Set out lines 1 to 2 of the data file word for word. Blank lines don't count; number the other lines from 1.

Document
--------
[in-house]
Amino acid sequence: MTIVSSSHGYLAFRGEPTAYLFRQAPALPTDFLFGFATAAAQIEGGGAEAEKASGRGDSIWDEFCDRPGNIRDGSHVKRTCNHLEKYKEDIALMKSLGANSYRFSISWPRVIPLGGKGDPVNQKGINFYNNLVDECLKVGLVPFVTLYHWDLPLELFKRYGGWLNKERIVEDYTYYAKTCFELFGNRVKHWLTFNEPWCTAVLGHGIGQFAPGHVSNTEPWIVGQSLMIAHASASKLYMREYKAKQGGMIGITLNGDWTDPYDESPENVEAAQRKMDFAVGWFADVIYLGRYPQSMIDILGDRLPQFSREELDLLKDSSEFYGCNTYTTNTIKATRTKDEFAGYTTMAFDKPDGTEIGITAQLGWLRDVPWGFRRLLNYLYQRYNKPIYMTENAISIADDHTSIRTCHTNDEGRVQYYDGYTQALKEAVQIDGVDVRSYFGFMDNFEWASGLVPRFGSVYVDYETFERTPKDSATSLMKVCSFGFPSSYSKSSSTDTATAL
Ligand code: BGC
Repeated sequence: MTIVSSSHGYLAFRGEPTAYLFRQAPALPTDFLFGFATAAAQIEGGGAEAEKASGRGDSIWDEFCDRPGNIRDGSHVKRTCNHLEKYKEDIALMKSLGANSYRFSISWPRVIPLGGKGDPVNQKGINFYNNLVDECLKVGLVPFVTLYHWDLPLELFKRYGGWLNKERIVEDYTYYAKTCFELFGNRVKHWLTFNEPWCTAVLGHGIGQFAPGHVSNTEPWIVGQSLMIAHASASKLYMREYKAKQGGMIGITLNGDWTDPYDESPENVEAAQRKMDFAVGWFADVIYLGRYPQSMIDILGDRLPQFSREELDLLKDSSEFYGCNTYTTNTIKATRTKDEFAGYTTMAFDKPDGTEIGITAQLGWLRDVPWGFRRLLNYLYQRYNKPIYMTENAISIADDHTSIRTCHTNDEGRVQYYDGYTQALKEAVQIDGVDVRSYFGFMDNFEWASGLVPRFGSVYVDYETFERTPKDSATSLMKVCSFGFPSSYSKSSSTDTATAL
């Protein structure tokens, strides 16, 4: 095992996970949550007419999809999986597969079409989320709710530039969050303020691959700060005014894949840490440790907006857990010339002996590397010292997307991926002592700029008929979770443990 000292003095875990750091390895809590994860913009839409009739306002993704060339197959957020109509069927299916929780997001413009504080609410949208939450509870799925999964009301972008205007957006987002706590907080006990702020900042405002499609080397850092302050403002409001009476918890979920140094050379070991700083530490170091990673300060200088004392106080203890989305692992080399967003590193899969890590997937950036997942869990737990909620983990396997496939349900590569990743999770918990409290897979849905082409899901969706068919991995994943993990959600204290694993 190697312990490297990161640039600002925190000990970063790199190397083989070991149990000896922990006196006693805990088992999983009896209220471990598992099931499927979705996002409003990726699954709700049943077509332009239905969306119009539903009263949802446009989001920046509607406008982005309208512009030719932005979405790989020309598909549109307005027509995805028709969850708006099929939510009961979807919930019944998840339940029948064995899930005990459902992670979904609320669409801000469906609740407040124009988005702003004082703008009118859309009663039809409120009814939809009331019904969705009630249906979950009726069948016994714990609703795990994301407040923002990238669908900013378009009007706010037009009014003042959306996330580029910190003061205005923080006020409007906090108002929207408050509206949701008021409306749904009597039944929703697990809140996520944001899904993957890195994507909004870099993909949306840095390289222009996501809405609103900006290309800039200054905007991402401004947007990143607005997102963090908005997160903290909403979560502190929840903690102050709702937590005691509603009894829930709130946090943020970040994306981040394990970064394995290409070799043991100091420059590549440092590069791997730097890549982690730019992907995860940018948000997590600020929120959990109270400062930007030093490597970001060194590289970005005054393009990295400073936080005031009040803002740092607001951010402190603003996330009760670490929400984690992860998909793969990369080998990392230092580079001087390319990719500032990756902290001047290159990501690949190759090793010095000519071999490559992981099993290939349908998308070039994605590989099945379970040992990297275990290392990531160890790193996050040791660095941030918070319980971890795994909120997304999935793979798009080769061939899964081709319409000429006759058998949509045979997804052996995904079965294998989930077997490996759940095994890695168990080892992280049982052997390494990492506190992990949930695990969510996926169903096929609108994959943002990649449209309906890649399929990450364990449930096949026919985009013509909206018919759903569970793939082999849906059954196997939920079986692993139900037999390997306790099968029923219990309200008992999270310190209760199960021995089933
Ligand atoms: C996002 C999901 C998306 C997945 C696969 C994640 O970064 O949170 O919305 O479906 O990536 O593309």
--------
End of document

[in-house]
Amino acid sequence: MTIVSSSHGYLAFRGEPTAYLFRQAPALPTDFLFGFATAAAQIEGGGAEAEKASGRGDSIWDEFCDRPGNIRDGSHVKRTCNHLEKYKEDIALMKSLGANSYRFSISWPRVIPLGGKGDPVNQKGINFYNNLVDECLKVGLVPFVTLYHWDLPLELFKRYGGWLNKERIVEDYTYYAKTCFELFGNRVKHWLTFNEPWCTAVLGHGIGQFAPGHVSNTEPWIVGQSLMIAHASASKLYMREYKAKQGGMIGITLNGDWTDPYDESPENVEAAQRKMDFAVGWFADVIYLGRYPQSMIDILGDRLPQFSREELDLLKDSSEFYGCNTYTTNTIKATRTKDEFAGYTTMAFDKPDGTEIGITAQLGWLRDVPWGFRRLLNYLYQRYNKPIYMTENAISIADDHTSIRTCHTNDEGRVQYYDGYTQALKEAVQIDGVDVRSYFGFMDNFEWASGLVPRFGSVYVDYETFERTPKDSATSLMKVCSFGFPSSYSKSSSTDTATAL